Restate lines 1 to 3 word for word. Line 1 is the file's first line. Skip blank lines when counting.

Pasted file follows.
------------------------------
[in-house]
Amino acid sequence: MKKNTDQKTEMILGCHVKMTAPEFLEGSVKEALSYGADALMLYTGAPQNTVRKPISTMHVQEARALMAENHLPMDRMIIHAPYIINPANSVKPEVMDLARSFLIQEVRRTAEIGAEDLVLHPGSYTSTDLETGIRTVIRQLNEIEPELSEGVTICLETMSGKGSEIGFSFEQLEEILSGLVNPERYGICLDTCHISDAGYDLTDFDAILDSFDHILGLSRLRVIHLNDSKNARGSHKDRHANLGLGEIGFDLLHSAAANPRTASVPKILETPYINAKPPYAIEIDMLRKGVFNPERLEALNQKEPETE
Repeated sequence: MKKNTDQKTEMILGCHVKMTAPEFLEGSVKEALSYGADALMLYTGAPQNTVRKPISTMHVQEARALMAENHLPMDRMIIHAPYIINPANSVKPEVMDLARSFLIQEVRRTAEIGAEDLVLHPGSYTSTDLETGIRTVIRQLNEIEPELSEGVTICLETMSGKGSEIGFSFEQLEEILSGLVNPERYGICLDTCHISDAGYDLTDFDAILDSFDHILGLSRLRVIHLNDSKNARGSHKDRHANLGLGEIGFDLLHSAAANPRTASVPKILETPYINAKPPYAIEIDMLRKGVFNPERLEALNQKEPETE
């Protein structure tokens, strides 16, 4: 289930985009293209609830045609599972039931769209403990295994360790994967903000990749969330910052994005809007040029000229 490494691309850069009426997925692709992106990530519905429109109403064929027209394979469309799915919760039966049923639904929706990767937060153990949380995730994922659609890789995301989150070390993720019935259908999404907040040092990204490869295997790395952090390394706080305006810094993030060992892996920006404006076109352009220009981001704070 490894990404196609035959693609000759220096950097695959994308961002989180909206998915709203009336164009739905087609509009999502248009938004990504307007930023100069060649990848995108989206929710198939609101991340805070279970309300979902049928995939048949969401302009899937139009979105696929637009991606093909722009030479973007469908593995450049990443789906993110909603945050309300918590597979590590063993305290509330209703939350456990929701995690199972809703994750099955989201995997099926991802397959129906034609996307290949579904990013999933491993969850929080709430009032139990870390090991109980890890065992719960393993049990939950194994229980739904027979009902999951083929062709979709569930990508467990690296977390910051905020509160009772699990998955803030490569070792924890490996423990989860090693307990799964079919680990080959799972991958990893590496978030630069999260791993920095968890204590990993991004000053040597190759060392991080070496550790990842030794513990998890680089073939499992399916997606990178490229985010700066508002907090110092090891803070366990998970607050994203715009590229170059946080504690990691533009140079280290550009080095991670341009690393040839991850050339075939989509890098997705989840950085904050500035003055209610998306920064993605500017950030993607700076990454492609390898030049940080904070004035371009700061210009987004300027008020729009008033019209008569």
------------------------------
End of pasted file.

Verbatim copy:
[in-house]
Amino acid sequence: MKKNTDQKTEMILGCHVKMTAPEFLEGSVKEALSYGADALMLYTGAPQNTVRKPISTMHVQEARALMAENHLPMDRMIIHAPYIINPANSVKPEVMDLARSFLIQEVRRTAEIGAEDLVLHPGSYTSTDLETGIRTVIRQLNEIEPELSEGVTICLETMSGKGSEIGFSFEQLEEILSGLVNPERYGICLDTCHISDAGYDLTDFDAILDSFDHILGLSRLRVIHLNDSKNARGSHKDRHANLGLGEIGFDLLHSAAANPRTASVPKILETPYINAKPPYAIEIDMLRKGVFNPERLEALNQKEPETE
Repeated sequence: MKKNTDQKTEMILGCHVKMTAPEFLEGSVKEALSYGADALMLYTGAPQNTVRKPISTMHVQEARALMAENHLPMDRMIIHAPYIINPANSVKPEVMDLARSFLIQEVRRTAEIGAEDLVLHPGSYTSTDLETGIRTVIRQLNEIEPELSEGVTICLETMSGKGSEIGFSFEQLEEILSGLVNPERYGICLDTCHISDAGYDLTDFDAILDSFDHILGLSRLRVIHLNDSKNARGSHKDRHANLGLGEIGFDLLHSAAANPRTASVPKILETPYINAKPPYAIEIDMLRKGVFNPERLEALNQKEPETE